How the Jordanian Government Killed the Metal Scene

I am not, never was, and probably will never be into heavy metal music. As much as I love hard rock like Led Zeppelin, Deep Purple, and others, heavy metal is just not my type.

But I like music. I like culture. I love it when people have ideas and they express these ideas in their own way. I don’t care if I don’t find heavy metal particularly awesome; I’m happy to acknowledge that it’s awesome for other people. In a society as suffocating as ours, I also appreciate social circles that allow different kinds of people to feel safe when they’re being themselves.

The metal scene in Jordan did all of those things.

Once upon a time.

Then the Jordanian government shot it down, after falling prey to some crappy journalism in local media.

Here’s a great mini-movie about the now-dead Jordanian metal scene:

I recommend that you watch it (and I never make video recommendations). It’s a beautiful and sad exploration of how our culture kills everything that doesn’t conform.

I was never really involved in the metal scene, but I did check it out a few times in 2005 and 2006. It was strange. It was different. It was beautiful.

Then it died.

And so said the visuals: a collection of designs from Jordan

I was exploring Facebook’s new user interface for profiles, and my eye kept drifting to the avatars of the pages that people “Liked”.

Then I found myself becoming obsessed with how the people, brands, and musicians of Jordan represent themselves visually on Facebook. So I started collecting, drawing completely unscientific parallels, and looking for patterns where they probably don’t exist.

So much red
So much rage in the icons of people
So much black and white, together
So much text set in circles
So much typography
So much grunge

design from Jordan

The Horror of Life Without Labaneh

Good labaneh is easily one of the best things about being Jordanian. Starting the morning with labaneh dipped in delicious local olive oil and freshly-made pita bread is the recipe for a happy day. Or a labaneh sandwich toasted on Seb with cucumbers and fresh mint. Or medium-fried eggs with labaneh on the side. Definitions of joy.

Labaneh really is very important. It’s almost up there in terms of importance with jobneh beida, and just a bit above zaatar. I’ve said this before and I’ll say it again, but jobneh beida (white cheese), labaneh (strained yogurt), and zaatar (thyme) are the three resources that stop the Levant from self-imploding, especially in light of our lack of more useful resources.

I don’t know how I came upon this Wikipedia page today about strained yogurt, and I am not sure of how correct it is. But it horrified me. Brothers and sisters from the Levant and Greece, it seems like we’re the only people lucky enough to enjoy labaneh as a solid part of our culinary tradition. The rest of the world is missing out.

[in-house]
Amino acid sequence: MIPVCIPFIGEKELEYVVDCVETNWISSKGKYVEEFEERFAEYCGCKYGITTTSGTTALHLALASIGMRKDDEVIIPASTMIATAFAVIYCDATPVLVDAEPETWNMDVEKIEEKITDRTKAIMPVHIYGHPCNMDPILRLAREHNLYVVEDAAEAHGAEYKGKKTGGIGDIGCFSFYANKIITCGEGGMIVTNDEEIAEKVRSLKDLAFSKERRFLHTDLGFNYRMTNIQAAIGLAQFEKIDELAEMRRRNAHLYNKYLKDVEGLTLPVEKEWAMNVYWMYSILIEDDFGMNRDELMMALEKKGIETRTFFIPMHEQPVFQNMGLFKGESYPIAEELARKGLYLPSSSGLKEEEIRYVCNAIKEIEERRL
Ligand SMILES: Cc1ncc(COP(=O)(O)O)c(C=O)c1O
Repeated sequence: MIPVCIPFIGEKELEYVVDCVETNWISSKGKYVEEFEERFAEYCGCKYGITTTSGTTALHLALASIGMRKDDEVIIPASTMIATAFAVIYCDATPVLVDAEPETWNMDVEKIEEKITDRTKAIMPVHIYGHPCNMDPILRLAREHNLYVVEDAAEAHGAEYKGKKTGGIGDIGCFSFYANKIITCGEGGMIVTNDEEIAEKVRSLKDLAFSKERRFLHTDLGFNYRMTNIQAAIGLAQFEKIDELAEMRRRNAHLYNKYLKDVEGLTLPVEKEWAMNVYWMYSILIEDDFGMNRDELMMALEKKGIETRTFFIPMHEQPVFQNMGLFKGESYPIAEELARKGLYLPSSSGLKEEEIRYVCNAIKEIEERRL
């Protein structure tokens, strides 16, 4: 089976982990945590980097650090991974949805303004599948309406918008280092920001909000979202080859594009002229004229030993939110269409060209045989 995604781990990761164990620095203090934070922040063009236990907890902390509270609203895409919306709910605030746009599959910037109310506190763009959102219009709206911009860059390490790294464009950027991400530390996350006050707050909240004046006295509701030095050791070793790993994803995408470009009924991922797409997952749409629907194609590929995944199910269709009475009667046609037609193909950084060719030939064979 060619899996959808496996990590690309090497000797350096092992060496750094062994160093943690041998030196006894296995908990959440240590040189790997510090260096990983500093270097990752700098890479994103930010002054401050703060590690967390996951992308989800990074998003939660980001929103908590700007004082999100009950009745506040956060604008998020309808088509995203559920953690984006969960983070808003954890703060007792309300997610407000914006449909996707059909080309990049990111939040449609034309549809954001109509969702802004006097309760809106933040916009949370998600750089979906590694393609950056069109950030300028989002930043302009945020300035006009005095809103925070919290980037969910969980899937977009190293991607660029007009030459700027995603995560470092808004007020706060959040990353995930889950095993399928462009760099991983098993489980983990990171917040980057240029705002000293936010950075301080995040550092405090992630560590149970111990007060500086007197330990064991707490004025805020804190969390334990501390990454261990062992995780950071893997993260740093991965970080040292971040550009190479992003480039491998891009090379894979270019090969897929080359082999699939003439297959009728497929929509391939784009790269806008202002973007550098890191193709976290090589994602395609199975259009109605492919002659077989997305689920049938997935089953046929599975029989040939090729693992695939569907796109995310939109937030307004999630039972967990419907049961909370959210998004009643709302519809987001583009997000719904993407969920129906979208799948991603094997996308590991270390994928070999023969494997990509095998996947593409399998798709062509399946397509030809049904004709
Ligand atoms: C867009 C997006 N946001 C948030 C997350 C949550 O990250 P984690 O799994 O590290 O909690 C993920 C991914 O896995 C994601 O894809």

Or maybe labaneh is the cause of trouble?

Electricity, the Internet, and a Photoshoot: My Interview on MyKali

Head on over to MyKali to read the interview I was telling you about earlier.

The photoshoot is beyond AWESOME, themed around some of the things I love most in life: wires, computers, the color red, and grids. There is a lot of water in the shoot too, which was really strange to me because as a technophile, I get really freaked out when water gets anywhere near my technology (short circuits, urgh). I love how the resulting photoshoot is more of a futuristic art piece than a collection of photographs, thanks to the unbelievable talent of art director and editor of MyKali and the wonderful Raneem AlDawood.

The photoshoot was unbelievably fun, and seeing it combined with the interview is awesome:

For an interconnected system for the distribution of electricity, water is an excellent conductor. You can become electricity’s path to the ground if you are touching water that touches electricity. Have you been electrified by her too? Monochrome, the 1960s lines, and checks! Paralleled with her online origins, downloaded from an indefinite sphere system, and obsessed with those straight-lines, tempted to touch! She’s no less than a framework of mesh, water-wired, off the grid and by the line. Roba Al-Assi is one fine geometry, marked with crossed lines! My.Kali follows an un-pixelated vibe.

[Read full interview on MyKali]

I won’t give away all the shots, you can check them out in the article, but here are a few:

You can take a look at the rest of the pictures here on MyKali

The amount of work put into the photoshoot was amazing. Here are pictures of the wonderful make up artist Nada AlAgha, and hairstylist Mahmoud Karajoghly (I wish I knew how to style my hair like that).

Kali touching up the set:

Genius contraption to come up with the back-lit PC effect:

Mahmoud and I taking a look at the outfits (it was freeeeezing):

This was my view as they were taken pictures of me:

Kali showing me how to pose:

Mutual love:

Take a look at the interview here > > >

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